1. Hitler’s Mistakes With Super Weapons Helped Hasten His Defeat
The Maus was intended to spearhead German attacks by smashing through opposition and destroying all enemy armor it came across, while impervious to damage from enemy tanks. With 9.4 inches of turret armor, 8 inches of hull front armor, 7 inches of hull side armor, and 6 inches of rear armor, the Maus was immune from Allied tanks, whose shells would simply bounce off the behemoth. However, it was built in 1944, by which time the Allies had complete aerial supremacy over the battlefield. The Maus did not have sufficient armor up top to protect it from armor piercing bombs or rockets from above.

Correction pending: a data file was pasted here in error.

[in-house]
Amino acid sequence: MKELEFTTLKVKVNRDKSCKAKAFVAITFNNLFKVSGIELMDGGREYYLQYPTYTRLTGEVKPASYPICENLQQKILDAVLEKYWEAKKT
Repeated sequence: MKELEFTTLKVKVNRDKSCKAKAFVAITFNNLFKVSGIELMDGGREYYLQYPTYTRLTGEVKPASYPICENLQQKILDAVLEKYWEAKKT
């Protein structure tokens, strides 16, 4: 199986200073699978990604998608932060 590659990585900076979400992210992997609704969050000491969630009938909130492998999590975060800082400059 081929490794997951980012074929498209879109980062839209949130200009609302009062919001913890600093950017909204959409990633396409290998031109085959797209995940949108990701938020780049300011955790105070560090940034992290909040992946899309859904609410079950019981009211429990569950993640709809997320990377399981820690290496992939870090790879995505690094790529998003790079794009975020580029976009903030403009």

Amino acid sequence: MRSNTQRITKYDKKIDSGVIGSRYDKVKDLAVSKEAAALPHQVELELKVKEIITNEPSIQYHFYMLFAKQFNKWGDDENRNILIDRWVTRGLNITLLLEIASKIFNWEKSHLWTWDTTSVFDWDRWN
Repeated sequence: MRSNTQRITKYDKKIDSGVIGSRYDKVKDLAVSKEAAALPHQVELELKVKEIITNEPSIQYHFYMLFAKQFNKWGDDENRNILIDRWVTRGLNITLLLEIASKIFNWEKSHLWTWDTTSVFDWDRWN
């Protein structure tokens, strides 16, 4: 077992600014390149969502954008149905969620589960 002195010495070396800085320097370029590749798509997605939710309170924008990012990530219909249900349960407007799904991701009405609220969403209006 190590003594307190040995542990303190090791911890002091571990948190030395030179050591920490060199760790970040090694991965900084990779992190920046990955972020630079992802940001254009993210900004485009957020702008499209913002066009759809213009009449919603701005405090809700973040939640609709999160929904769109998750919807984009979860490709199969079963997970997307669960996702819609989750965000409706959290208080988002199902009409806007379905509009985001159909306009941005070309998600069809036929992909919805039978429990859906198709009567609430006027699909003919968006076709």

Ultimately, the Maus was symptomatic of Hitler’s irrational obsession with big things and super weapons. He was indifferent to, or unable to understand, the concept of relative cost effectiveness. He had trouble grasping other “normal” weapons could accomplish the same task at a fraction of the cost. Using such normal weapons instead of turning to super weapons would have freed up scarce resources for other uses that could have better served the German war effort. Fortunately, Hitler persisted with his mistakes, which only helped to hasten his defeat.
Where Did We Find This Stuff? Some Sources and Further Reading